On Friday morning, I kept eyeing the Akropolis from my breakfast table on the rooftop terrace of the Grande Bretagne hotel. I simply had to go and explore it again.

The first (and last) time I’d been to Athens had been in March 2008, back when I hosted our very first InterNations Event in town. Seven years ago, we had only 30 members in the entire city, and a total of three people (myself included) showed up for our kick-off meeting.

However, the prospect for this upcoming event looked completely different – thankfully, but not unexpectedly, since our Athens Community has also undergone tremendous growth: about 300 members from 33 different countries were on our latest guest list, and nearly all of them were to show up later that night.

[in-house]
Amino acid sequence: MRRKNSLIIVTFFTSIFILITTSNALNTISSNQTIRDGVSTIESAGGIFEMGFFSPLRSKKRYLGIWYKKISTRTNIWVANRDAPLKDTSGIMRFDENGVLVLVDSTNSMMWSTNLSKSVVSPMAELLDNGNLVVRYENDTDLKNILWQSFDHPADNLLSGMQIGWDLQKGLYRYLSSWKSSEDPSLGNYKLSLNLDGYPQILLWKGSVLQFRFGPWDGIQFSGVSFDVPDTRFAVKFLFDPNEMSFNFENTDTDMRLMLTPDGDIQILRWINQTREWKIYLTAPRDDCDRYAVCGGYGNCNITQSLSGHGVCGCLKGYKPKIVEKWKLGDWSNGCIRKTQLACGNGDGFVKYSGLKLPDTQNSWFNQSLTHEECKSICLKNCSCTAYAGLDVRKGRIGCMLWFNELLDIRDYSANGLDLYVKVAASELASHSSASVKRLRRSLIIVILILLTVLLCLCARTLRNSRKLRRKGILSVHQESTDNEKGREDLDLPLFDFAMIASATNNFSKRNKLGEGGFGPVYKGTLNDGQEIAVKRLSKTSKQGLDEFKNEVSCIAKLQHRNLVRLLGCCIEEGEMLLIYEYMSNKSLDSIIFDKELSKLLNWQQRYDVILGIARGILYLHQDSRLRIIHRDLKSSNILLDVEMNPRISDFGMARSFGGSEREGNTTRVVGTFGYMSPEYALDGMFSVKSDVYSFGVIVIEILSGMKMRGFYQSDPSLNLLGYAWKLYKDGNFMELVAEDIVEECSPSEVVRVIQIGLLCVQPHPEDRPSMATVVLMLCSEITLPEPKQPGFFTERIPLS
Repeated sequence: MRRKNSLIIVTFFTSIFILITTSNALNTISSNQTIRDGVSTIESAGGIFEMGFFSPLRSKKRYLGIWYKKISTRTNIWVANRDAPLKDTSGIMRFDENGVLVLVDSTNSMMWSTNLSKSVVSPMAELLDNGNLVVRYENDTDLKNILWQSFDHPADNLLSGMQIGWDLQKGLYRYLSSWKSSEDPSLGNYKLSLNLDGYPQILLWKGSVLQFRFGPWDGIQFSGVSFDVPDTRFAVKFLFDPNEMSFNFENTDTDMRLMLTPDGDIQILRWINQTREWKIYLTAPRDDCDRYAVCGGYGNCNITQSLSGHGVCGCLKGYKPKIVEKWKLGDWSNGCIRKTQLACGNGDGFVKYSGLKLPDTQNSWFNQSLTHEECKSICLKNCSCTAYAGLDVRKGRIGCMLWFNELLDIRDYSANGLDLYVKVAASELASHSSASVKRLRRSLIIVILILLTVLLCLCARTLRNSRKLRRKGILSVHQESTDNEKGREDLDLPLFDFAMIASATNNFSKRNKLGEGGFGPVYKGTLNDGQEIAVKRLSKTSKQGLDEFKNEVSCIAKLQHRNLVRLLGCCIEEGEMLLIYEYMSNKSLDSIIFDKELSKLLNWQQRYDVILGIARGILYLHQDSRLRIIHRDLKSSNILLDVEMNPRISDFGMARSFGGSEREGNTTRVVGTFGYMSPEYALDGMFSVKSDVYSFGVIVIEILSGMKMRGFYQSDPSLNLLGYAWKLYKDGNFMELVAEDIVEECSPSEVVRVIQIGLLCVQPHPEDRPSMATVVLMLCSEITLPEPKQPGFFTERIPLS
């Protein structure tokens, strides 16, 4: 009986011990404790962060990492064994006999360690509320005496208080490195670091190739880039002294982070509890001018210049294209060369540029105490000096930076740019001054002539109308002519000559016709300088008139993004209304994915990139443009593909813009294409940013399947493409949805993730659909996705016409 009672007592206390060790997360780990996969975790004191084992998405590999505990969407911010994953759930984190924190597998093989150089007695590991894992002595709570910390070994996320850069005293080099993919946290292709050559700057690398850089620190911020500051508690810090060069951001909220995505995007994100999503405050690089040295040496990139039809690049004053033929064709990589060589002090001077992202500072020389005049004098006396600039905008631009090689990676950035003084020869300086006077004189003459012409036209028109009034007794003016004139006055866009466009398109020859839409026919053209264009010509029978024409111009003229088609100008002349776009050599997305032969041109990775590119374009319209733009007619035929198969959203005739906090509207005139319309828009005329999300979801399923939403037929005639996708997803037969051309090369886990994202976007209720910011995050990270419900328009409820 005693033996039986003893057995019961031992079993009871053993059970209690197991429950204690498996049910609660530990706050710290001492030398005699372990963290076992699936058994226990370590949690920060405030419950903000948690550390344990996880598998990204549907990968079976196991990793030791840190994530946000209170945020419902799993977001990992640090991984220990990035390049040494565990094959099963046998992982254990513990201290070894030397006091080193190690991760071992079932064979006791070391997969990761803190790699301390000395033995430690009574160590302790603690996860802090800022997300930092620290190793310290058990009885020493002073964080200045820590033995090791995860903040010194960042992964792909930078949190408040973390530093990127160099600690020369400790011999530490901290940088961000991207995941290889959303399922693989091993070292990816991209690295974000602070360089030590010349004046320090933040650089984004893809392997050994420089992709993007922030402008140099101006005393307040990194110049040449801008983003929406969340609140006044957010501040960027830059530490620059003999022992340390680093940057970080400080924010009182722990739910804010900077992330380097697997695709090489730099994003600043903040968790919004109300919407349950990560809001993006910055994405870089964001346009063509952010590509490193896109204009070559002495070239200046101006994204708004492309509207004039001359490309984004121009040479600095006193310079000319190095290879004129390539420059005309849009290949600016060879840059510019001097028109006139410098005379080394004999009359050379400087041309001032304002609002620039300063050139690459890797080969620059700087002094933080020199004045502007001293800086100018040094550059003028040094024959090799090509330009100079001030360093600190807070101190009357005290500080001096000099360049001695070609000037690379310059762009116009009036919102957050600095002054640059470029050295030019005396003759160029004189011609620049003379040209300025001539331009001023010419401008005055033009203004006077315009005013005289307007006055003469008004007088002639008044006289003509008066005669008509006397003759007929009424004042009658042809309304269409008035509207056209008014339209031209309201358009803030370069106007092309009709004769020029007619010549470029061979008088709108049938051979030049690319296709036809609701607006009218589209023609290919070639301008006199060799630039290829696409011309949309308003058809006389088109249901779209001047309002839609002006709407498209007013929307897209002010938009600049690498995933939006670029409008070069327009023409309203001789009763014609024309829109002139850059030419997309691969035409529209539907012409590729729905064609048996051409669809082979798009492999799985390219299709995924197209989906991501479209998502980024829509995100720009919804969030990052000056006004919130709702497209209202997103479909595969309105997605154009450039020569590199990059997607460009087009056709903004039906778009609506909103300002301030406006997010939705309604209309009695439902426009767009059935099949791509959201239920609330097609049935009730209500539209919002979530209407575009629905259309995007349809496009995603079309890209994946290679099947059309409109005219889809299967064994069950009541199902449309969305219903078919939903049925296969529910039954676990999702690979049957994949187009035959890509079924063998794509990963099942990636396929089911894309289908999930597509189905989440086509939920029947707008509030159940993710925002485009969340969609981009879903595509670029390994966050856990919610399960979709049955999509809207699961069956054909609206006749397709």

InterNations Expat Blog_Founder's Diary_Athens_Pic 3After strolling through the ancient ruins till I was getting a bit overwhelmed by all those Caryatids, Ionic columns, Doric colonnades, and more architectural trivia than I could take in, I decided to rather focus on present-day Greece’s amenities: I went down to one of the many restaurants at the foot of the hill to try some freshly grilled souvlaki.

I couldn’t indulge too much, though. Before our event started, Anastasios had booked a table at Strofi – in his opinion the best restaurant in Athens. Only recently the German Federal Chancellor and the Greek Prime Minister had taken lunch there together. One can only hope that the delicious food made their talks a little more relaxed and mellow. The sfyrida – a seafood dish of grilled White Grouper – and the local wine certainly turned my own mood from good to excellent.

The InterNations Athens Event